Do not stop using morphine without talking to your doctor. Your doctor may decrease your dose gradually. If you suddenly stop using morphine, you may experience withdrawal symptoms such as anxiety; sweating; difficulty falling asleep or staying asleep; chills; shaking of a part of your body that you cannot control; nausea; diarrhea; runny nose, sneezing or coughing; hair on your skin standing on end; or hallucinating (seeing things or hearing voices that do not exist).
To use the suppositories, follow these steps:
- Remove the wrapper.
- Dip the tip of the suppository in water.
- Lie down on your left side and raise your right knee to your chest (a left-handed person should lie on the right side and raise the left knee.)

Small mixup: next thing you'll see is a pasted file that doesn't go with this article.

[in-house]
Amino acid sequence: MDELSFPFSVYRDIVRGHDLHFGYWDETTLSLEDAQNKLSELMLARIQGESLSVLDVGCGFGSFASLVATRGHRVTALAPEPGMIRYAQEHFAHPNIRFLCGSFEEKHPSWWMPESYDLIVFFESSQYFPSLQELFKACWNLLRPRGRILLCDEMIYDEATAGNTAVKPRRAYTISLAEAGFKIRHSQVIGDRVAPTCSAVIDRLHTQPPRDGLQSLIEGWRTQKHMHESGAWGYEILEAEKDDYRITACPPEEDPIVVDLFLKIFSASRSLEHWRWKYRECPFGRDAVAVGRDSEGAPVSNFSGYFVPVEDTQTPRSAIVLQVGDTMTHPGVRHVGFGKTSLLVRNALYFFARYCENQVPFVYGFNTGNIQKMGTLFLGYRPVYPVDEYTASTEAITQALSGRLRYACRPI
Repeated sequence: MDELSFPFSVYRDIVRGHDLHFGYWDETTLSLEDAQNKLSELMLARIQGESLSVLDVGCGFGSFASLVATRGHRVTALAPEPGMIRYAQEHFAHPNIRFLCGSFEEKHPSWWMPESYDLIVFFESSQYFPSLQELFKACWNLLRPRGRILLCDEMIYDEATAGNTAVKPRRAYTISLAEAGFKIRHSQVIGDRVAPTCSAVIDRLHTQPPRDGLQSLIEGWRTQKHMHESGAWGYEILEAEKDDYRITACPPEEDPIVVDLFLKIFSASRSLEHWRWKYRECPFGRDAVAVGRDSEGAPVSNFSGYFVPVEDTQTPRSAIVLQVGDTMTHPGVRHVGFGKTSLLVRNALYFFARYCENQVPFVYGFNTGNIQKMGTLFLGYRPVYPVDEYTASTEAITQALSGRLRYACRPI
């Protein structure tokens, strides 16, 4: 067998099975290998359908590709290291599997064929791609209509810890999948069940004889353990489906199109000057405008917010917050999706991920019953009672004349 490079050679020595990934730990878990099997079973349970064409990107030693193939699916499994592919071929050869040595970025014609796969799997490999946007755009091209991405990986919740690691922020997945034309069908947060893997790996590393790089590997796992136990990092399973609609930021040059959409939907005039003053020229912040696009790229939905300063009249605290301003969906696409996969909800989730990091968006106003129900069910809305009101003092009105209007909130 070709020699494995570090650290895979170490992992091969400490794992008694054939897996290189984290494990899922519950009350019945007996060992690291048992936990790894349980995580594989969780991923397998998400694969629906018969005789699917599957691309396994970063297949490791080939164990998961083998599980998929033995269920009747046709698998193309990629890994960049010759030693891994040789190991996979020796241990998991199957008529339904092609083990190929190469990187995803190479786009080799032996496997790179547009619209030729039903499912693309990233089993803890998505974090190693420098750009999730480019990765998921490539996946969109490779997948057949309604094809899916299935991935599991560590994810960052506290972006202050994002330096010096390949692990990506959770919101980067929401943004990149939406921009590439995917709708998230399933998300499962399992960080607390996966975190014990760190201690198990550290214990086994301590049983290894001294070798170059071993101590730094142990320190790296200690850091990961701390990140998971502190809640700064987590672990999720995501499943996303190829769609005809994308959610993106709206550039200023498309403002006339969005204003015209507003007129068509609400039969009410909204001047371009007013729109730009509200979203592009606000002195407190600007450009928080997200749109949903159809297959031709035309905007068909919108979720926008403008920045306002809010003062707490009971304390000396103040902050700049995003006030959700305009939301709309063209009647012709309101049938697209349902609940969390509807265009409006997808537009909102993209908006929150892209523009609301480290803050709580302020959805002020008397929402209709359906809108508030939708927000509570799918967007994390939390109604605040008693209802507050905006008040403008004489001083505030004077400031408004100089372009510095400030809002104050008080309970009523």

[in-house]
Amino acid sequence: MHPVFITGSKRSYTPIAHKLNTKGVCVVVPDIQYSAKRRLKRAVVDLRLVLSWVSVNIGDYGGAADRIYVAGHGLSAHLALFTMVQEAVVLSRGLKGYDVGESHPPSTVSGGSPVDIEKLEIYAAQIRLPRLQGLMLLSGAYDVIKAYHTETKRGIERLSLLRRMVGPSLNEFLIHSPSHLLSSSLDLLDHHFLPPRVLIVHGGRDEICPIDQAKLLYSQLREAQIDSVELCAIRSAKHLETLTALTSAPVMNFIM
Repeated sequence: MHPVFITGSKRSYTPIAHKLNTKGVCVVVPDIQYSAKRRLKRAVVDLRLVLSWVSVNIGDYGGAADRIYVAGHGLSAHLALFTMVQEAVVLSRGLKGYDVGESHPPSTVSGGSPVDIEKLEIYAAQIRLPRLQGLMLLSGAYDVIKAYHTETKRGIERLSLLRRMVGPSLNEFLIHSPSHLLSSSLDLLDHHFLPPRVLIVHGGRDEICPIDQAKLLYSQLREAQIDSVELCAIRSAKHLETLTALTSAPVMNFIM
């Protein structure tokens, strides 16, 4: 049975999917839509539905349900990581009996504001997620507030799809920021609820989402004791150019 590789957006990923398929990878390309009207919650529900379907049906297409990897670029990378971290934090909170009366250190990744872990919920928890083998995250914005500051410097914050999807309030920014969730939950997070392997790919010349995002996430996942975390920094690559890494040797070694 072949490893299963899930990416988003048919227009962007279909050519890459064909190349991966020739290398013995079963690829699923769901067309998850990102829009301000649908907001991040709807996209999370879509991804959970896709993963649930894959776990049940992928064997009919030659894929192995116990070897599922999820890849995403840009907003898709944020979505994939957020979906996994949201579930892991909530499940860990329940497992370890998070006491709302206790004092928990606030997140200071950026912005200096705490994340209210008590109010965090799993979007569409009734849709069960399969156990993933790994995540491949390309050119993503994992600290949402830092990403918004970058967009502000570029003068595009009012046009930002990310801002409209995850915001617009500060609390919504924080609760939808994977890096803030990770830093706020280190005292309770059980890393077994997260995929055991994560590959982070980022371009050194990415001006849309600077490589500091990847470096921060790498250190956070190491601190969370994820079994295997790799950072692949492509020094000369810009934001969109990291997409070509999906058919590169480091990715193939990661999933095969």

- Using your finger, insert the suppository about 1 inch (2.5 centimeters) into the rectum.
- Hold it in place with your finger for a few moments
- Stand up after about 15 minutes. Wash your hands thoroughly and resume normal activities.
Other uses for this medicine
This medication may be prescribed for other uses; ask your doctor or pharmacist for more information.
What special precautions should I follow?
Before using rectal morphine,
- tell your doctor and pharmacist if you are allergic to morphine, any other medications, or any of the ingredients in morphine suppositories. Ask your pharmacist for a list of the ingredients.
- do not use rectal morphine if you are taking a monoamine oxidase (MAO) inhibitor such as isocarboxazid (Marplan), linezolid (Zyvox), methylene blue, phenelzine (Nardil), procarbazine (Matulane), selegiline (Eldepryl, Emsam, Zelapar), and tranylcypromine (Parnate) or if you have stopped taking any of these medications within the past 2 weeks. Your doctor will probably tell you not to use rectal morphine if you are taking one or more of these medications.